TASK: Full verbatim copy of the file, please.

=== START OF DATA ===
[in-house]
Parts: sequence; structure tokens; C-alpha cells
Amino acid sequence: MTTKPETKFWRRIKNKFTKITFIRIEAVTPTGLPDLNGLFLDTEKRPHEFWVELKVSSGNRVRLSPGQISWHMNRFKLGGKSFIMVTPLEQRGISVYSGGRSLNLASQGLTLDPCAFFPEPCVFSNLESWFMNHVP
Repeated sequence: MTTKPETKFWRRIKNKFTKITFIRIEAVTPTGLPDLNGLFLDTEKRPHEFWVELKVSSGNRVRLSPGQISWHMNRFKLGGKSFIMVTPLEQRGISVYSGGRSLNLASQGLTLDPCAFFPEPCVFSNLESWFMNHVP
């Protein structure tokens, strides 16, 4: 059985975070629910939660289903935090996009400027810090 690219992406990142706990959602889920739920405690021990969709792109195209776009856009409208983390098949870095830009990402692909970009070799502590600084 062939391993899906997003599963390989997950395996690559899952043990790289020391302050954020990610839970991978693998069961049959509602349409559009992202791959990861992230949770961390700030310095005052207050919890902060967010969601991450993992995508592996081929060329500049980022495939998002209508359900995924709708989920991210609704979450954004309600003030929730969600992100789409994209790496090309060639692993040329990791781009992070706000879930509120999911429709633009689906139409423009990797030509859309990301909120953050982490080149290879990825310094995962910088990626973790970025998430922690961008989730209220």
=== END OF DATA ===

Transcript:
[in-house]
Parts: sequence; structure tokens; C-alpha cells
Amino acid sequence: MTTKPETKFWRRIKNKFTKITFIRIEAVTPTGLPDLNGLFLDTEKRPHEFWVELKVSSGNRVRLSPGQISWHMNRFKLGGKSFIMVTPLEQRGISVYSGGRSLNLASQGLTLDPCAFFPEPCVFSNLESWFMNHVP
Repeated sequence: MTTKPETKFWRRIKNKFTKITFIRIEAVTPTGLPDLNGLFLDTEKRPHEFWVELKVSSGNRVRLSPGQISWHMNRFKLGGKSFIMVTPLEQRGISVYSGGRSLNLASQGLTLDPCAFFPEPCVFSNLESWFMNHVP
């Protein structure tokens, strides 16, 4: 059985975070629910939660289903935090996009400027810090 690219992406990142706990959602889920739920405690021990969709792109195209776009856009409208983390098949870095830009990402692909970009070799502590600084 062939391993899906997003599963390989997950395996690559899952043990790289020391302050954020990610839970991978693998069961049959509602349409559009992202791959990861992230949770961390700030310095005052207050919890902060967010969601991450993992995508592996081929060329500049980022495939998002209508359900995924709708989920991210609704979450954004309600003030929730969600992100789409994209790496090309060639692993040329990791781009992070706000879930509120999911429709633009689906139409423009990797030509859309990301909120953050982490080149290879990825310094995962910088990626973790970025998430922690961008989730209220």